Absolutely. And sometimes there will be some cross-pollination, so to speak, of some cues. Like if it's a big action film, they're going to have the big action montage at the end, so that [the music for that part] may stay the same.
Is the picture that's in a trailer generally cut to the music, rather than the music being scored to the picture?
Yeah. When I got into the industry years ago, I didn't know that 99 percent of the time they're cutting to these music cues. They'll massage the music cues here and there to say, “Oh, it needs a ramp-up here” or “Let me just jump two minutes ahead.” But they really cut to how these music cues shake and to the beats in them. So when they give us the temp score and say, “Hey, we need something heroic like this,” there is a golden rule: if this trailer is cut to this [temp] cue that's 98 bpm, stay at 98 bpm or you'll miss all of the editor's hits.
Does any trailer music get composed outside of Los Angeles?
I'm pretty sure people compose what we would consider trailer music all over the world. But the main companies [that compose trailer music] are all right here in L.A. I'm sure there are one or two in New York, and a lot of music libraries service the trailer industry. But probably 99 percent of the major players are based in Hollywood.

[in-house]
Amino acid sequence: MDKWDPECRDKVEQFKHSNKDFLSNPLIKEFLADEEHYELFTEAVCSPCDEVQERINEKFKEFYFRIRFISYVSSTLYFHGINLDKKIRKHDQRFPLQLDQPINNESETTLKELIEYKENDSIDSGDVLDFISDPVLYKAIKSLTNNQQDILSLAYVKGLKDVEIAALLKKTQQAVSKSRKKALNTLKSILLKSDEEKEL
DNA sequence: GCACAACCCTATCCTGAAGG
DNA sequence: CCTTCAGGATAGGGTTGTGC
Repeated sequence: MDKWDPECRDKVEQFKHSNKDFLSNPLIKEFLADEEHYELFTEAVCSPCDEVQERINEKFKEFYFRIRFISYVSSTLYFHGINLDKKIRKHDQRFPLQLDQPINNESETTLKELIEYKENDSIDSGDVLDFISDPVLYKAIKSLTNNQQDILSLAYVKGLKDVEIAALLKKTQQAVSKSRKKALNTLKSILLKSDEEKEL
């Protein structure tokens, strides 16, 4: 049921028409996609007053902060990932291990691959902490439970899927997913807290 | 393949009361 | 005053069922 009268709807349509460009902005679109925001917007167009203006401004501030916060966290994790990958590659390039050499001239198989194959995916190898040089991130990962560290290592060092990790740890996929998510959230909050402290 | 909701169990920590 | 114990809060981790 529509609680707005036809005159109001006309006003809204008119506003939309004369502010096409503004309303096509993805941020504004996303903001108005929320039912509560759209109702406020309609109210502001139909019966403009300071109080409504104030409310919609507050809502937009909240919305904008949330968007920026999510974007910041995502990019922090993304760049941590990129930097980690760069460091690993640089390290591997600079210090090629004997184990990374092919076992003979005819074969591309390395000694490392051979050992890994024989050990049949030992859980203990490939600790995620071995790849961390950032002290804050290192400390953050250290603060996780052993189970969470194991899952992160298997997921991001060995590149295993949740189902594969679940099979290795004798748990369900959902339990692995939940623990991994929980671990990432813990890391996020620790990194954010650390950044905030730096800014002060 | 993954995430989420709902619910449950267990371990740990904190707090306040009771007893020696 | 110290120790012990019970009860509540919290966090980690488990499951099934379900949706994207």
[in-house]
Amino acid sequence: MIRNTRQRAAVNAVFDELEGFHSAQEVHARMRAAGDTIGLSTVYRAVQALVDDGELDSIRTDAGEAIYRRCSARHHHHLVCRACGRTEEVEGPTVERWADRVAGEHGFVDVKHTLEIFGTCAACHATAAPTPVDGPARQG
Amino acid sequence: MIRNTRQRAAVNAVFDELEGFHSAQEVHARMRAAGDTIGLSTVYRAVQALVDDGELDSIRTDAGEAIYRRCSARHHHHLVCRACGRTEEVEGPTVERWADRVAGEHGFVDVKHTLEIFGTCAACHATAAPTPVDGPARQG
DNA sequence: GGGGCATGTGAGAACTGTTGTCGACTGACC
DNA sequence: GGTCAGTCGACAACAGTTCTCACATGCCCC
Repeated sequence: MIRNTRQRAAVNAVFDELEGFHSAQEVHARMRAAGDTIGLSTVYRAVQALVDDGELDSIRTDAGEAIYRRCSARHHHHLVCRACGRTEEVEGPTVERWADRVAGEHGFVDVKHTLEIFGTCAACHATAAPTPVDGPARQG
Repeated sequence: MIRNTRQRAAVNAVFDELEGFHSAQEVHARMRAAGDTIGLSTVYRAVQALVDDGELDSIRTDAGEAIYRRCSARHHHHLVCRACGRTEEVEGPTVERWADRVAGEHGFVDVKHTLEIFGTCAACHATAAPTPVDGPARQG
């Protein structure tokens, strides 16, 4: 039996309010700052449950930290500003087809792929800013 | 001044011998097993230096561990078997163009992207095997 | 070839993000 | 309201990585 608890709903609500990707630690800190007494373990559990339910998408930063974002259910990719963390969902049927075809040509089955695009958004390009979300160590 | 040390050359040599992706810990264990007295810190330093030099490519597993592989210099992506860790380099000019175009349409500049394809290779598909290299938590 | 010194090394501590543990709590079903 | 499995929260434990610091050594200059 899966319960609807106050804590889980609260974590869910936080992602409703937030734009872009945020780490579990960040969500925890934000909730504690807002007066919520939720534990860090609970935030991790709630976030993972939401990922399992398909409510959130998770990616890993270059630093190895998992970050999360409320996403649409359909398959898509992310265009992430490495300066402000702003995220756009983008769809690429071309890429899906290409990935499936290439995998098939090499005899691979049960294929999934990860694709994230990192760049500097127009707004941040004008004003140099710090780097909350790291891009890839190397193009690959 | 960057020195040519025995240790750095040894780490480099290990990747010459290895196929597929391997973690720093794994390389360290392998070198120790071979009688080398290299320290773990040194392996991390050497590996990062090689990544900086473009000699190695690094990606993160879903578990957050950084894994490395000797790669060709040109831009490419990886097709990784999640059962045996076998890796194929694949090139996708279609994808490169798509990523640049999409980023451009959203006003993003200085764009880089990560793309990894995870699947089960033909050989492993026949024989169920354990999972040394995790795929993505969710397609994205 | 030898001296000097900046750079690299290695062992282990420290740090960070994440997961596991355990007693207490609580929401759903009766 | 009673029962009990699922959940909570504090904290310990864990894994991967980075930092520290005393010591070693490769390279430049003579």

You compose through your company, Distortion. Is there much trailer music that gets composed by individuals?
There is, but it's a little trickier to get a foothold in it because an individual composer who is trying to do an 80-piece orchestra with 100 voices, well, that [costs] a lot of money. So usually what these individual composers do is that they will go on as ghostwriters or a work-for-hire sort of thing for companies like mine or other companies here in L.A. that just do that. That's if you're going to do the orchestral thing. There are so many other genres of music out there.
Once you write a cue or cues for a trailer, do you give up all rights to that music?
The great thing about trailers is that the licensing is all nonexclusive. So if you have a song, you could license it eight times in a year at $15,000 a pop.
Is there trailer music commissioned for indie movies?
Yes. In indie films the budgets are a lot lower. So what happens is that they can't afford to license a high-end music-library cue. If you're an indie film and you're working on a budget, and you have three cues in your trailer and each one is costing $7,500, that's a ton of money just on music for your trailer. So what will end up happening [instead] is they'll hire a young composer — or an older composer, it doesn't matter — who is willing to custom-score the trailer. They might say, “Can you score the whole trailer for $500?” Who knows? It's up to each individual to decide whether that's worth doing.